Hello Friends and Family,

Link to this year's index by clicking here.

Barrett-Jackson Auto Auction, Part 9

The classic 1957 Chevy (seen last week) gave way to the totally redesigned '58. At the time, I thought they had produced a ruinous design. The passage of time has not done much to assuage my feelings. Just look — it gives me the impression that they took those cool fins, melted them and folded them into the fenders. However, I guess someone liked the design because Chevy retook the sales title back from Ford, who held it the previous year.

Curiously, the fins returned in the 1959 and 1960 Chevy models before disappearing for good.

One big development was the introduction of dual headlights. My impression of Chevy's design is a bigger, more aggressive car. It also incorporated a good design principal of repetition — dual headlights complemented with dual running lights. Still lots of chrome.

By 1958, most of the hood ornaments had diminished or disappeared altogether. Surprisingly, this one is found on a Nash Metropolitan Coupe.

While most U.S. automakers were following a "bigger-is-better" design philosophy, the Nash Motor Company targeted consumers looking for a more economical choice. At the time, the Metropolitan was considered an "economy car". Today we might call it a "subcompact".

This brings back a pleasant memory of my most recent stay on Lana`i. In front of the Dis N Dat shop sits an almost identical vehicle. If you would like to reminisce, click here and scroll down.

By 1954, Nash had merged with Hudson to create the American Motors Corporation. Subsequently, in the 1980s, Renault purchased a controlling interest in AMC and eventually sold the company to Chrysler in 1987. AMC's only surviving product line is the Jeep.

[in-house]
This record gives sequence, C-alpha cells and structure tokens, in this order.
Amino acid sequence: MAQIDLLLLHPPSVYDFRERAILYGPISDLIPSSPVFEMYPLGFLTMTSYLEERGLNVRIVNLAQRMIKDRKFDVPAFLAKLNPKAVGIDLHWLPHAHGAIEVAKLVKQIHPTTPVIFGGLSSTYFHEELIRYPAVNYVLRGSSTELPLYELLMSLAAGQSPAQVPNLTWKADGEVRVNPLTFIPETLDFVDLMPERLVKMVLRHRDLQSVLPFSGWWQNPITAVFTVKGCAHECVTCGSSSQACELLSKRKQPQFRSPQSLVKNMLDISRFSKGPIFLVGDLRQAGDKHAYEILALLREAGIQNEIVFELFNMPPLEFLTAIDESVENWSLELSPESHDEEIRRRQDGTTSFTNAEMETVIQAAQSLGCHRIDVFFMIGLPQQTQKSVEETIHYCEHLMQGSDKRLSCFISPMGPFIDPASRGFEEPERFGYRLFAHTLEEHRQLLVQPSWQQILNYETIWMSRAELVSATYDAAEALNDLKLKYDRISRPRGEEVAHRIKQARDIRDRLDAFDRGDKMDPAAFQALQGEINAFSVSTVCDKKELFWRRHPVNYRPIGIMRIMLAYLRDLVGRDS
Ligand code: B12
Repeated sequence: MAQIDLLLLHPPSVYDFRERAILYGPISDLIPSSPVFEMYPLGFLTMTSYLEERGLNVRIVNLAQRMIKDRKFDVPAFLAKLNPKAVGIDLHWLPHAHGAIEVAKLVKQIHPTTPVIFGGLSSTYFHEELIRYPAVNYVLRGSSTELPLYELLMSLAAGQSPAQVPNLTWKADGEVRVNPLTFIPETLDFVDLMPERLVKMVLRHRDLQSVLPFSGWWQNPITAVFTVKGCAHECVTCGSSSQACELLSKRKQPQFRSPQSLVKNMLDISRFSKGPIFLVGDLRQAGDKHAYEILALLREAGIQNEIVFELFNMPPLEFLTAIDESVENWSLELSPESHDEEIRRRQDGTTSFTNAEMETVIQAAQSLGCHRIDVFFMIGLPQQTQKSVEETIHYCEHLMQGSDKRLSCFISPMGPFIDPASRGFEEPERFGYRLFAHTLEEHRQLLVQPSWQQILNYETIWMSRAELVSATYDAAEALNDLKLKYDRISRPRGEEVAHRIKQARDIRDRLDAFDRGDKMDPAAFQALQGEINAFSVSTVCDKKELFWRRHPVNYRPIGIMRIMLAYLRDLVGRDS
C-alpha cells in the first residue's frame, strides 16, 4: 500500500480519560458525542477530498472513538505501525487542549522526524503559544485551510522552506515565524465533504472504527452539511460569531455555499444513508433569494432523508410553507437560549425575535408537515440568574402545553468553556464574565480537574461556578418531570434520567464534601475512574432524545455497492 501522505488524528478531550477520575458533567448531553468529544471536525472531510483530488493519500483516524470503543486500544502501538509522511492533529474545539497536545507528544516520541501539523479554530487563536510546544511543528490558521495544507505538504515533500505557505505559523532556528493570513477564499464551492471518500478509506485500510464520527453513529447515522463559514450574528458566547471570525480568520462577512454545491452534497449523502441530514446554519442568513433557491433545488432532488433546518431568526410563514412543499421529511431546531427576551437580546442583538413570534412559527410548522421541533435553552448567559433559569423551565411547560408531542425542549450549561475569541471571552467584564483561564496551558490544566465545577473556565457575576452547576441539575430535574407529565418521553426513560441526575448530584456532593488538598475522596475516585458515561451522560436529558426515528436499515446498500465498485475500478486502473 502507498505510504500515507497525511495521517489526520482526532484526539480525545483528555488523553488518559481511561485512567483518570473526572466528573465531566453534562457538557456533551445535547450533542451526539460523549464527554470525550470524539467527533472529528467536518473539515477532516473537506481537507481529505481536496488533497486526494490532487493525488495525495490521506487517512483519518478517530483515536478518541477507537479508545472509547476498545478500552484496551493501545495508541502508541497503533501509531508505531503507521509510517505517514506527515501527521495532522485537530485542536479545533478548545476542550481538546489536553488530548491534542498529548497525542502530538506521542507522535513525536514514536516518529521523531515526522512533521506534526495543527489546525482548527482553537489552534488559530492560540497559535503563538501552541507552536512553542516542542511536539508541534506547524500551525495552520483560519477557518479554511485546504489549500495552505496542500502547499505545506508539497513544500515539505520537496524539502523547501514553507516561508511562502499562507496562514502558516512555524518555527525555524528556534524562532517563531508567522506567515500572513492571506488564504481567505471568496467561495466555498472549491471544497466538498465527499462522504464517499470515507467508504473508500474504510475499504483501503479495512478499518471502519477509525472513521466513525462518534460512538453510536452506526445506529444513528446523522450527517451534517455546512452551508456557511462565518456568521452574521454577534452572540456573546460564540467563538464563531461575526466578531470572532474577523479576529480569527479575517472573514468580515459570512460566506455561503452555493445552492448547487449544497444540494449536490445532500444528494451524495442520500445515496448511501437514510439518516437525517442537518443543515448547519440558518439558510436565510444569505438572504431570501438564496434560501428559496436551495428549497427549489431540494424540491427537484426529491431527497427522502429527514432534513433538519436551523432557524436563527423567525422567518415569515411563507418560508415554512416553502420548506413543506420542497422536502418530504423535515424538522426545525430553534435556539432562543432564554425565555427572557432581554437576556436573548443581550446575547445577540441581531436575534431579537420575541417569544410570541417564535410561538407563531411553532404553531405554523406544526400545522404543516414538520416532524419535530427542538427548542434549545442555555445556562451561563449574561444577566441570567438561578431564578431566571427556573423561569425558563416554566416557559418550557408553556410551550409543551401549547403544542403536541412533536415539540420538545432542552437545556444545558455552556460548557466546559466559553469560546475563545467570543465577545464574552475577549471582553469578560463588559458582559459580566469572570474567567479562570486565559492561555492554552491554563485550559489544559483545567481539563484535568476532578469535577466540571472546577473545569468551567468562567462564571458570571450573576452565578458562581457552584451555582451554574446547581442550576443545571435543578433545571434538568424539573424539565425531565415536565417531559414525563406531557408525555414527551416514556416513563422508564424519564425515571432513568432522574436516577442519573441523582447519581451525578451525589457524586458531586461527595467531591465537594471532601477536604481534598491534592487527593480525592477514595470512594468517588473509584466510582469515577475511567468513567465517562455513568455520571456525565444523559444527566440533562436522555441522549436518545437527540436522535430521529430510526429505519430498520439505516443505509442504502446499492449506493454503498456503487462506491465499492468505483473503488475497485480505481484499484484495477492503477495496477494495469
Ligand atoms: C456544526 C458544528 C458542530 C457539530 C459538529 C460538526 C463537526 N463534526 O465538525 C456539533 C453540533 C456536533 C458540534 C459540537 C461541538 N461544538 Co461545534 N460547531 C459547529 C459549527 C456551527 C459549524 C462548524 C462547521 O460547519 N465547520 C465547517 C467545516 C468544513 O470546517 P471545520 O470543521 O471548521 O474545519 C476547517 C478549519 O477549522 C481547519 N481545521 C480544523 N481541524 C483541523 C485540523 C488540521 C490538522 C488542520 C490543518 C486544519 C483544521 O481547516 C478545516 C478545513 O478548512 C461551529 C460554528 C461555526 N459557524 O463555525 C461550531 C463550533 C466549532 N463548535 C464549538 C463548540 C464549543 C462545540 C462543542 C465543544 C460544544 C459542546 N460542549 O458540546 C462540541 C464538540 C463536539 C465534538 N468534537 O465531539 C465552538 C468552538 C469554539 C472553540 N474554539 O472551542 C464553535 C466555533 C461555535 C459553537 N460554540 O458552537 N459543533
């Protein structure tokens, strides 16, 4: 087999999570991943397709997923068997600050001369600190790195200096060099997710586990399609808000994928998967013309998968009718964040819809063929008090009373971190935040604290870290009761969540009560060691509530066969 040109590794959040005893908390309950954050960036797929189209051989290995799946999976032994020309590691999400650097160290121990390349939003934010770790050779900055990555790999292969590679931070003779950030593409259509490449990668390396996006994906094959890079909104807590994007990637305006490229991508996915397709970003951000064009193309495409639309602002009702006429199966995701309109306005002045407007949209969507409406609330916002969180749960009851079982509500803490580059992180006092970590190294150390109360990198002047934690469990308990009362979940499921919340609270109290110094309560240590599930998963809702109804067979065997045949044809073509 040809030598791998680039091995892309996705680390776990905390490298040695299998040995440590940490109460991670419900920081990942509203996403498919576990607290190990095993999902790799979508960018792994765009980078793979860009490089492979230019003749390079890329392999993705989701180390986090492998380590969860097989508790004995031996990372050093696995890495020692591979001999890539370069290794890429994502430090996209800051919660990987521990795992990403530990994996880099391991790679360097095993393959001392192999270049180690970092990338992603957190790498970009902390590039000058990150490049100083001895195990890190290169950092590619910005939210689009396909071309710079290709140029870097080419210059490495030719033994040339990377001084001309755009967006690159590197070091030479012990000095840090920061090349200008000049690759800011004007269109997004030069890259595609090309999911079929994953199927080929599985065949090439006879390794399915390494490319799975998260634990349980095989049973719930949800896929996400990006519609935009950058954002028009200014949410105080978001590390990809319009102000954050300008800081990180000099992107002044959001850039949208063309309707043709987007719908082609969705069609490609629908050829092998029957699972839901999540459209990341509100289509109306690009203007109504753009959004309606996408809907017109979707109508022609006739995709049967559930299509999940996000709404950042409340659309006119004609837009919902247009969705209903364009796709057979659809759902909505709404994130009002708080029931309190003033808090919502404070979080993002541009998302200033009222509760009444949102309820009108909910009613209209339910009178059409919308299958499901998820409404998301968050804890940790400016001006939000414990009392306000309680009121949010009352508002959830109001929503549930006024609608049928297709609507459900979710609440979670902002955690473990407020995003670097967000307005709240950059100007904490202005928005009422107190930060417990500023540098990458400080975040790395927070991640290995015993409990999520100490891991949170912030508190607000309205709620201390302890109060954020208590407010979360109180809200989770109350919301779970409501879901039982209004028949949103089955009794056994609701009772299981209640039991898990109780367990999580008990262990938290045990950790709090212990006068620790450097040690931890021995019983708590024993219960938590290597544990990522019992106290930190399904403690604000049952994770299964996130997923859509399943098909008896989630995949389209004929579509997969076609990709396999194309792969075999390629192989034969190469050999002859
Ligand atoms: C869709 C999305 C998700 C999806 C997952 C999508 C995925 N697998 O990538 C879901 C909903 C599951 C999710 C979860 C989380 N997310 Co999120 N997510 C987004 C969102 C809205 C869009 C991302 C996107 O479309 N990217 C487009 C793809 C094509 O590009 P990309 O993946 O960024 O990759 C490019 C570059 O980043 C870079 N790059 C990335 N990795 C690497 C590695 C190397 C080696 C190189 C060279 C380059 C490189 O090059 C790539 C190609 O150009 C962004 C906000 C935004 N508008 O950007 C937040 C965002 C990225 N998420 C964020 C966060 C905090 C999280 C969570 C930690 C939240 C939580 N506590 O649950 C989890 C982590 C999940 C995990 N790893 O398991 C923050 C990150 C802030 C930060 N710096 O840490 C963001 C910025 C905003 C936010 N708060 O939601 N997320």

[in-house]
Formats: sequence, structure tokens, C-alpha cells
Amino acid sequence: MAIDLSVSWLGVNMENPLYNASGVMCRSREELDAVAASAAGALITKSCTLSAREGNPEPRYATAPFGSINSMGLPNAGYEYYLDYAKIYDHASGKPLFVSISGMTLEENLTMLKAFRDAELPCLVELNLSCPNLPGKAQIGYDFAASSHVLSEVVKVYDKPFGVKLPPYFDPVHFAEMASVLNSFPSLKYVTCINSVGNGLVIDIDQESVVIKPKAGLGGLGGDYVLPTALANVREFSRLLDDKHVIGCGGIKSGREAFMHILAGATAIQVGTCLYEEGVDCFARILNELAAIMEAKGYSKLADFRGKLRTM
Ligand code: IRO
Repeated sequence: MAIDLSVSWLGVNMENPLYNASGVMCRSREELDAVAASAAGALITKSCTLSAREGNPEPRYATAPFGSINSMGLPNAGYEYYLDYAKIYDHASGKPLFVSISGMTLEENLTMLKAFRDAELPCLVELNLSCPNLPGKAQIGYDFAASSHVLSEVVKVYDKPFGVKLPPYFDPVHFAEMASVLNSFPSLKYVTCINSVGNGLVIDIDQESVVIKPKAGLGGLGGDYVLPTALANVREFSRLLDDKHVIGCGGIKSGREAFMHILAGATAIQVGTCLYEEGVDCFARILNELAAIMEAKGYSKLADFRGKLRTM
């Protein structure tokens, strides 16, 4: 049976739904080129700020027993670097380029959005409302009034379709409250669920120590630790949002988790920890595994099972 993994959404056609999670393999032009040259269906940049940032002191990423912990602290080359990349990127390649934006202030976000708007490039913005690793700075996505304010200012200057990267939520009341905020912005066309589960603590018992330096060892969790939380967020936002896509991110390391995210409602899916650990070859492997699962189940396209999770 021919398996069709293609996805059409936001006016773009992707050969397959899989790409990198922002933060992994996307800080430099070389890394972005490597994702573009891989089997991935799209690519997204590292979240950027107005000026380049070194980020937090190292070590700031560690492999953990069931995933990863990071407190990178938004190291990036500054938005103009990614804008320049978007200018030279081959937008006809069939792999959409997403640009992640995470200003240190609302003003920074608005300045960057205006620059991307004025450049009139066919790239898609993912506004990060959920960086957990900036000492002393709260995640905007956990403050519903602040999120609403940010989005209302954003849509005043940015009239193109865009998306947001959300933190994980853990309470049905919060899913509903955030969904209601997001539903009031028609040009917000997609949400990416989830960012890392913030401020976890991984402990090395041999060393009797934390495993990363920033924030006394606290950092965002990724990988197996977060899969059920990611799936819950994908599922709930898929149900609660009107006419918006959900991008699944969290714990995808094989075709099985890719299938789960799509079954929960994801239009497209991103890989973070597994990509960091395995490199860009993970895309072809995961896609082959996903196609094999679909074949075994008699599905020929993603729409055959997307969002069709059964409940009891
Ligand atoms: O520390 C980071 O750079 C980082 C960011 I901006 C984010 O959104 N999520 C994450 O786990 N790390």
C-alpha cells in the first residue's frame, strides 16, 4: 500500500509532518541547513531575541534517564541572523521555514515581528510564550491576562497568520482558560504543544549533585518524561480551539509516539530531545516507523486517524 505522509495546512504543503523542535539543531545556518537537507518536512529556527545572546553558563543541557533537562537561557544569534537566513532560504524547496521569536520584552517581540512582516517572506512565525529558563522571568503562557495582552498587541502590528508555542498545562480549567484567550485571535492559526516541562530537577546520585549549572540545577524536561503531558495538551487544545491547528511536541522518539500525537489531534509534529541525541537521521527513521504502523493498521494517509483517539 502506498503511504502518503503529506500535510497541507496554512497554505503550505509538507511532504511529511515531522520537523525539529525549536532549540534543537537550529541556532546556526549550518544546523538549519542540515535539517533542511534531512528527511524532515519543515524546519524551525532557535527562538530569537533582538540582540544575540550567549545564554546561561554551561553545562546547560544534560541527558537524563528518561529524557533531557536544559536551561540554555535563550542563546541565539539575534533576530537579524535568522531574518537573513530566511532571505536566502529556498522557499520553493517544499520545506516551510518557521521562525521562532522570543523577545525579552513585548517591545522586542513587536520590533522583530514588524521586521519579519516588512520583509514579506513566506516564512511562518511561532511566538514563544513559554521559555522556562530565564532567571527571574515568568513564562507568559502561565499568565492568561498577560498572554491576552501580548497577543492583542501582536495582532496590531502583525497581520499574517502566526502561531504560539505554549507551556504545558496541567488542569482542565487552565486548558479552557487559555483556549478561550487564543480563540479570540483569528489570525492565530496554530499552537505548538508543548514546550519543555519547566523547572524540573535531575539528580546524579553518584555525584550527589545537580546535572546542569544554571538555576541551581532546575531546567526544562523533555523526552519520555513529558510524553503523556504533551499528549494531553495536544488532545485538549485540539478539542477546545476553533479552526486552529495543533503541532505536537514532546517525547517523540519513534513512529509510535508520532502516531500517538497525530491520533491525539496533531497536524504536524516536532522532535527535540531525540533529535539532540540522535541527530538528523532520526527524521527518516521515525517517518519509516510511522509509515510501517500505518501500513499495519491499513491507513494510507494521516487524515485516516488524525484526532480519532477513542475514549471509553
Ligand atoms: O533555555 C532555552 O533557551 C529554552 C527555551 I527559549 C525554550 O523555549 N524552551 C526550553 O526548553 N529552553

Ford introduced the Galaxie in model year 1959, proclaiming that year's lineup "The world's most beautifully proportioned cars" and the Galaxie to exude "Thunderbird Elegance".

According to Wikipedia, "That year, the Galaxie range of six models were simply upscale versions of Ford's long-running Ford Fairlane with a revised rear roofline that mimicked the concurrent Thunderbird. In keeping with the era, the 1959 Galaxie was a chrome and stainless steel-bedecked, two-tone colored vehicle. It was the very image of late-1950s American automobile excess, albeit somewhat tamer than its Chevrolet and Plymouth competitors."

Well, at least Cadillac had not abandoned its excessive fins of that era. And they added jet flame taillights to boot. I find them amusing and not very attractive. If I had been wealthy enough at that time to afford a Cadillac, I doubt that my sense of design would allow me to buy one — Cadillac prestige notwithstanding. However, it is still fun to look back.

To be continued...

Life is good.

B. David

P. S., All photos and text © B. David Cathell Photography, Inc. — www.bdavidcathell.com